Let’s take an utterly bizarre and ultimately offensive, though still addictive as shit title, Binding of Isaac. When you take one look at it, the first thing you should think is the original Legend of Zelda. There are also various other videogame references (mostly to Zelda though). While the music is still pretty good and not like Zelda at all, I can’t help but wonder that if they were making something modern and totally original, unlike anything we’d ever played before, if it would have had as good or even as much music.

Here’s what I mean. Contra archetype: rock music, possibly techno in some areas. River City Ransom archetype: the same. Oldschool Final Fantasy archetype: eclectic mix of many different kinds of music, usually with orchestrated instruments. Almost any FPS: what fucking music? And I’m serious now, what happened? Duke Nukem 3D, Doom, Doom 2, and many other great FPSs from the yesteryear ALL had individual music tracks per level.

Were they brilliant or memorable? No, not all of them, but they still ranged from acceptable to damn awesome. And the fact that there were so many, of course, meant that OCRemix could have a field day with them. No, I’m not saying developers need to make more music so we can mix it; I’m just saying they need to make more music, period. Ah, but there is a little asterisk here.

Again, admittedly, you may not be playing the game for the music.

I honestly don’t care if the music is good, bad, or ugly. I don’t even care if it’s memorable. What I care about…is if it’s fitting. Remember what I said earlier about happy, campy music playing when the hero dies? What I really care about is if the music fits the situation. I look at game development as an art and with great respect. Just like a Hollywood movie director or professional chef, you’re putting together several elements all at once for the gamer to enjoy and savor in each passing moment of the game.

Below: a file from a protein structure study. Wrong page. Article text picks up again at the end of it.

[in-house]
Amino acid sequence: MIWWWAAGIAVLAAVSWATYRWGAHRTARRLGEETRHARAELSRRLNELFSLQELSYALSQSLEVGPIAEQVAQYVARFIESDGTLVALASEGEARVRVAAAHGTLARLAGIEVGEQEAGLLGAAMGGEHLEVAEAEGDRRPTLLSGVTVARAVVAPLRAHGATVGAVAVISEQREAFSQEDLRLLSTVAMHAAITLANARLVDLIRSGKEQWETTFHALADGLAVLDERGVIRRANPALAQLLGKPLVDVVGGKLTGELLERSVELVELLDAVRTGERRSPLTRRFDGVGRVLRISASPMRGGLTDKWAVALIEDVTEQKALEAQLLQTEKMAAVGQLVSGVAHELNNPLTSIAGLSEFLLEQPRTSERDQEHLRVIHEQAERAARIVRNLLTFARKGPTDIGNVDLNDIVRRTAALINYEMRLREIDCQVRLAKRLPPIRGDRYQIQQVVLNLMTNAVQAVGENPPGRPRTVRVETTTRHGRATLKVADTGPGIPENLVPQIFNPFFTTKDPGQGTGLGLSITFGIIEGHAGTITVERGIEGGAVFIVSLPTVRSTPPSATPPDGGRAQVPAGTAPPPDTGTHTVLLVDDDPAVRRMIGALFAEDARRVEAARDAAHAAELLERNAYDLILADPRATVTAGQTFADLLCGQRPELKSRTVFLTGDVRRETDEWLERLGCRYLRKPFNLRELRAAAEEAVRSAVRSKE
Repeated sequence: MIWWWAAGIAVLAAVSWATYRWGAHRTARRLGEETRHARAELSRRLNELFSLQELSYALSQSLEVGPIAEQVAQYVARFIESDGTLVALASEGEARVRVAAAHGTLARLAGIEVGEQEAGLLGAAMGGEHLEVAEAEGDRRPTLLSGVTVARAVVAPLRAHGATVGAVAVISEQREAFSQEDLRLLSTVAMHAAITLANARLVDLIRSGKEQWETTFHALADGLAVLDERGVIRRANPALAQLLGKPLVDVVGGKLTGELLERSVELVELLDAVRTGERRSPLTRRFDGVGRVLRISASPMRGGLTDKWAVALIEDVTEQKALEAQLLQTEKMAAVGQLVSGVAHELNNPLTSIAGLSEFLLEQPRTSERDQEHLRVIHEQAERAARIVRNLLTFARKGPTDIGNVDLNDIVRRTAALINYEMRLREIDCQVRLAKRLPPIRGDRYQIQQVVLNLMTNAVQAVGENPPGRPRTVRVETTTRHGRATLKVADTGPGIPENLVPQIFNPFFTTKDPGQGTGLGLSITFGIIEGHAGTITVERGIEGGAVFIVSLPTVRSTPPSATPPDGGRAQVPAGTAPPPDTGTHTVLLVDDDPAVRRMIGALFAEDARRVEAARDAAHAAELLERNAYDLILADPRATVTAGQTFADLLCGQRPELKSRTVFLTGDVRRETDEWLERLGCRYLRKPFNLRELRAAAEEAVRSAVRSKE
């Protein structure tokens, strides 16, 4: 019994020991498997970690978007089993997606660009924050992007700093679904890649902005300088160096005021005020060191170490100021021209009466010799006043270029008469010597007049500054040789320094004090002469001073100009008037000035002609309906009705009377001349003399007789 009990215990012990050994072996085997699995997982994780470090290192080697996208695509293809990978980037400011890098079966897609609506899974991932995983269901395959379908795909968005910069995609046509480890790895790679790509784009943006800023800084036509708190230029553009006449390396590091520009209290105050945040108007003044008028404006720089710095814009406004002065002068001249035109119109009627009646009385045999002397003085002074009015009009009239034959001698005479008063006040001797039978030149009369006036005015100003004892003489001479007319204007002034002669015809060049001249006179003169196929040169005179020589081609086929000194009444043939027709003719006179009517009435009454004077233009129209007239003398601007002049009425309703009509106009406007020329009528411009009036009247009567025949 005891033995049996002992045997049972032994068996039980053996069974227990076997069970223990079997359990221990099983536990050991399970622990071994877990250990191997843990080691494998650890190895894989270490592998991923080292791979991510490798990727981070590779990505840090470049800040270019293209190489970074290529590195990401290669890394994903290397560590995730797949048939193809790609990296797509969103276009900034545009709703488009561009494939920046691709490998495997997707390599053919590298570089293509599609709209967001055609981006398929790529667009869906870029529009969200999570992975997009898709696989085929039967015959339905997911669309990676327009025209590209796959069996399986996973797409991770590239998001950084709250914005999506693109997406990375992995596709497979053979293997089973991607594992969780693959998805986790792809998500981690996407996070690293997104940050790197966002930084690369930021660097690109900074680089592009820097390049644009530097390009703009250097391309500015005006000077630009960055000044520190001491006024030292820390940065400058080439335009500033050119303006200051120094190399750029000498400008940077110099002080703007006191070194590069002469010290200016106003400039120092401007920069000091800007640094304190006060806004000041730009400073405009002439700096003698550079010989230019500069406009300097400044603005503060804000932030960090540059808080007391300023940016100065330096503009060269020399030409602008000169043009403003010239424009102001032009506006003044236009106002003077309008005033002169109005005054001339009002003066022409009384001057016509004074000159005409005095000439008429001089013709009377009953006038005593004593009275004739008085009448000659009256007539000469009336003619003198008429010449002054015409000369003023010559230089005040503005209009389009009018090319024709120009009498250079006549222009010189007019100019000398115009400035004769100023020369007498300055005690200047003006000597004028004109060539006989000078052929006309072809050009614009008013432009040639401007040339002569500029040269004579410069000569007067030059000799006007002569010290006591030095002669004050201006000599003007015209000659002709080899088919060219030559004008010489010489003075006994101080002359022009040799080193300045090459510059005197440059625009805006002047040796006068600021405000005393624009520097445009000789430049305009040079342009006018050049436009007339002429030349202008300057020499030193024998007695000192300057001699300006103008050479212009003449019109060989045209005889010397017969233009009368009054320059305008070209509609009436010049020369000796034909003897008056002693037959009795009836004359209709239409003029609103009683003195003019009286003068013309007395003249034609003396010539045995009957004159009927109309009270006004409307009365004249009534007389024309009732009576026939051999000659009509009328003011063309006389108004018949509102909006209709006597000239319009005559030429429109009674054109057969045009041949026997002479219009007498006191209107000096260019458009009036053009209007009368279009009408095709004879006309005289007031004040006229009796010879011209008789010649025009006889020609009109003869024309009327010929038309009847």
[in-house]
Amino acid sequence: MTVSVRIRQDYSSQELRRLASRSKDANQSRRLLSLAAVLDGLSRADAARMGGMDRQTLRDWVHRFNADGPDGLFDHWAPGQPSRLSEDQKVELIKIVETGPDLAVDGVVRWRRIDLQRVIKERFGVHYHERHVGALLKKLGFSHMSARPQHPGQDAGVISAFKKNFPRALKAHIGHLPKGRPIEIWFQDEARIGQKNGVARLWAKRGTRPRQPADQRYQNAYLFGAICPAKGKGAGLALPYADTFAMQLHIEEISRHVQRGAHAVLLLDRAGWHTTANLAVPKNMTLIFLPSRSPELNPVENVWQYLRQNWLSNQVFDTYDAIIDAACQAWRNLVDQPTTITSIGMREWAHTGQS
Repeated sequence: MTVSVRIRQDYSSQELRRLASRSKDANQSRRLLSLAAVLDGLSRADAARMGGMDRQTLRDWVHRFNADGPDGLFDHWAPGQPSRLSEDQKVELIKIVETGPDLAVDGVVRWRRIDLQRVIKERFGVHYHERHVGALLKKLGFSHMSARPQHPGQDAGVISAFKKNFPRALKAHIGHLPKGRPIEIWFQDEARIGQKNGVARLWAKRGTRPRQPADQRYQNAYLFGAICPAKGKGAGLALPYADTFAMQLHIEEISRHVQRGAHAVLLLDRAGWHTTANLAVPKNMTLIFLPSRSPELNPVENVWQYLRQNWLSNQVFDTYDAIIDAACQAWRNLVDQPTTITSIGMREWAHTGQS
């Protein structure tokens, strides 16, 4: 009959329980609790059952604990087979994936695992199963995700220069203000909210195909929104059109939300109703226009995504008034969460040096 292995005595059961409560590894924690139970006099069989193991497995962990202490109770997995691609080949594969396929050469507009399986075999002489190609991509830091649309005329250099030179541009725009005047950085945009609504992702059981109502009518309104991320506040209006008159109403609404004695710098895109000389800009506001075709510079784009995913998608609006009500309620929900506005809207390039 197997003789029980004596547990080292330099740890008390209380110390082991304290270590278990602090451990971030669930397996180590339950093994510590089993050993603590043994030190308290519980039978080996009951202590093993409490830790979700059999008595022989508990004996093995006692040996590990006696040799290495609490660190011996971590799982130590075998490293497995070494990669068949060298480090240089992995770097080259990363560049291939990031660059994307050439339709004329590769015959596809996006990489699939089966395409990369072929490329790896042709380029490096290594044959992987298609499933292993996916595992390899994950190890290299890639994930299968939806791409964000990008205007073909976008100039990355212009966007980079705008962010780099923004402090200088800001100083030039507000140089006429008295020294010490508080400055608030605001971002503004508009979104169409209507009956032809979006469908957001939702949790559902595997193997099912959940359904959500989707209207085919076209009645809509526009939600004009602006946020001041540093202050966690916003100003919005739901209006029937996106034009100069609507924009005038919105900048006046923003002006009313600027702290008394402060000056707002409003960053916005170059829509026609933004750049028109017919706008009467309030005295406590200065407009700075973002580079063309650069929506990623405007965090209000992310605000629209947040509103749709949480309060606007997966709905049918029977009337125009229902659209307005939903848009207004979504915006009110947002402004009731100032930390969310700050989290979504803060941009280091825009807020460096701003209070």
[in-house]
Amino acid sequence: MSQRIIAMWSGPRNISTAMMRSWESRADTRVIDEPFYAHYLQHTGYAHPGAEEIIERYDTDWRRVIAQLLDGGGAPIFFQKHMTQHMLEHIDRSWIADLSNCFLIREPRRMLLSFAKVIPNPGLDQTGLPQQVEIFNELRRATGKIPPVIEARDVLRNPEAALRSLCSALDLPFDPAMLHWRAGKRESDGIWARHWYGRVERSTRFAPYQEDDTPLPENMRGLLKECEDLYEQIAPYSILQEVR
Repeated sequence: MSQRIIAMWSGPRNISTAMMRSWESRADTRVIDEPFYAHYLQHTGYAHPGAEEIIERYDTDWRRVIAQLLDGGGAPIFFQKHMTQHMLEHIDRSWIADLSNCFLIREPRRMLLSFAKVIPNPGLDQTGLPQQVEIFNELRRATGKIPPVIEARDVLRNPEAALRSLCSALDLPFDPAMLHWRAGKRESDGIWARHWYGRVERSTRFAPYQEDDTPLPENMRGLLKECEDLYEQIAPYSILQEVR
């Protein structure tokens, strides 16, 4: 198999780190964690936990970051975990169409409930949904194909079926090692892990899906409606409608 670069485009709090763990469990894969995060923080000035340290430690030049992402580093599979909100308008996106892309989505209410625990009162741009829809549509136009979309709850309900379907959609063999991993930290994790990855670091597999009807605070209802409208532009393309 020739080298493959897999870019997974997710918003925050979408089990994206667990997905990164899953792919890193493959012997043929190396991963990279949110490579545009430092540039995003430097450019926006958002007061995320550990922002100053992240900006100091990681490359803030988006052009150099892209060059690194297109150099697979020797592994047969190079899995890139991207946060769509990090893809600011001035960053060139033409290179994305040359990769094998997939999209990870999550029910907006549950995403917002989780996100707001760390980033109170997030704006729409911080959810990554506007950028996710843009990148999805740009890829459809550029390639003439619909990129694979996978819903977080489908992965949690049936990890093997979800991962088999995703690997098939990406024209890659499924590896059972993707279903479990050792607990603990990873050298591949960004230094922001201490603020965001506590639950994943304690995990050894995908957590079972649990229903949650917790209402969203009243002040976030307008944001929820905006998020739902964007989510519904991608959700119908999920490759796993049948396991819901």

Music…is part of that. Not just music, but also the sound effects, voice acting, timing, and much more, but yes, music. Was the music for Aeris’ death really all that great? No, but it was fitting…and each time I remember even the music itself, I’m immediately reminded of the scene, the first time I played it, and how it made me feel then. I almost always tear up a little.

It encapsulated the scene so well and so brilliantly that now, years later, it still brings back memories. THAT…is exactly what I’m talking about. Recently I’ve been playing Ys – Oath in Felghana, which is a massively overhauled remake of Ys 3, which I’ve droned on in length about (though not necessarily here) regarding its amazing music. The best part of playing this game is not replaying a classic; it’s hearing the awesome shit they did to remix the original OST.


Not only does it immediately bring back awesome memories of playing the original for the SNES, it allows me to rock out to something a little more modern while playing a game that, despite it being based on a classic, is still an entirely new experience all its own. We owe a lot to the music in videogames, to be honest. I strongly encourage you, gamer to gamer, to go back and listen to your old videogame music.

And if you’re a developer, mainstream, upcoming, indie, or whatever, I strongly encourage you to think before applying your music. Do us all a favor and create instant classics in the form of music. Even if your game ends up being the biggest load of shit ever, we will still appreciate it for the music for years to come.


Filed under Retro, Under the Scope, Videogames

2 responses to “Under the Scope – Music

  1. The note about whether the music is “fitting”, and not necessarily good, is definitely how I’ve thought about it myself. Good is subjective, obviously, but it needs to work with the mood/environment first of all. The Secret World actually has dynamic combat music to fit the location or mob type. I have a lot of game soundtracks on my iTunes, and TSW’s is the latest entry.

  2. Pingback: Important Things Suspiciously Absent From Modern Games | Gun Sage's Blog